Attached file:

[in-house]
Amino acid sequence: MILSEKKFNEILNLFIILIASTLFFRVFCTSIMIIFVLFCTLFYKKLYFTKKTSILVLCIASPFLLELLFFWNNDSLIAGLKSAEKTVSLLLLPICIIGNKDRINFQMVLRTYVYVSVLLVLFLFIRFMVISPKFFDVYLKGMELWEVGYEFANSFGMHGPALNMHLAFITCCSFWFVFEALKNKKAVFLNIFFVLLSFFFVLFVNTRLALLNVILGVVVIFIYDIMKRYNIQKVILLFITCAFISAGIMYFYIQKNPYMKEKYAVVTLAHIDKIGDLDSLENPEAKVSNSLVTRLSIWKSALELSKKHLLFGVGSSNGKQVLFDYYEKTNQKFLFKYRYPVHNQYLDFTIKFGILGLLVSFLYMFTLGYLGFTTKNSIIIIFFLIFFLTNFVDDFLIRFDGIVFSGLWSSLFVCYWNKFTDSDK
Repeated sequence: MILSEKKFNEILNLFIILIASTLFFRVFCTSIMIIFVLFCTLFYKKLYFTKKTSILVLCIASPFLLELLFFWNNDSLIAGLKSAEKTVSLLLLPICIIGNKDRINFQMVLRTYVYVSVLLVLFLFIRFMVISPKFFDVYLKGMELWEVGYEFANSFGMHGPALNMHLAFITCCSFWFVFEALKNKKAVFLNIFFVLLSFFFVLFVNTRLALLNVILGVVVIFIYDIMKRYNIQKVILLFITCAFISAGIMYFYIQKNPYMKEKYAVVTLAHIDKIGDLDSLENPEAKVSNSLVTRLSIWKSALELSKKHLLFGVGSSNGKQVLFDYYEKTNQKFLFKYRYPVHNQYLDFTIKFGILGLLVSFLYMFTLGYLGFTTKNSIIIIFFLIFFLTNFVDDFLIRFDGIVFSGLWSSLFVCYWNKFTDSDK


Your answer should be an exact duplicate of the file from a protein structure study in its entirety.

[in-house]
Amino acid sequence: MILSEKKFNEILNLFIILIASTLFFRVFCTSIMIIFVLFCTLFYKKLYFTKKTSILVLCIASPFLLELLFFWNNDSLIAGLKSAEKTVSLLLLPICIIGNKDRINFQMVLRTYVYVSVLLVLFLFIRFMVISPKFFDVYLKGMELWEVGYEFANSFGMHGPALNMHLAFITCCSFWFVFEALKNKKAVFLNIFFVLLSFFFVLFVNTRLALLNVILGVVVIFIYDIMKRYNIQKVILLFITCAFISAGIMYFYIQKNPYMKEKYAVVTLAHIDKIGDLDSLENPEAKVSNSLVTRLSIWKSALELSKKHLLFGVGSSNGKQVLFDYYEKTNQKFLFKYRYPVHNQYLDFTIKFGILGLLVSFLYMFTLGYLGFTTKNSIIIIFFLIFFLTNFVDDFLIRFDGIVFSGLWSSLFVCYWNKFTDSDK
Repeated sequence: MILSEKKFNEILNLFIILIASTLFFRVFCTSIMIIFVLFCTLFYKKLYFTKKTSILVLCIASPFLLELLFFWNNDSLIAGLKSAEKTVSLLLLPICIIGNKDRINFQMVLRTYVYVSVLLVLFLFIRFMVISPKFFDVYLKGMELWEVGYEFANSFGMHGPALNMHLAFITCCSFWFVFEALKNKKAVFLNIFFVLLSFFFVLFVNTRLALLNVILGVVVIFIYDIMKRYNIQKVILLFITCAFISAGIMYFYIQKNPYMKEKYAVVTLAHIDKIGDLDSLENPEAKVSNSLVTRLSIWKSALELSKKHLLFGVGSSNGKQVLFDYYEKTNQKFLFKYRYPVHNQYLDFTIKFGILGLLVSFLYMFTLGYLGFTTKNSIIIIFFLIFFLTNFVDDFLIRFDGIVFSGLWSSLFVCYWNKFTDSDK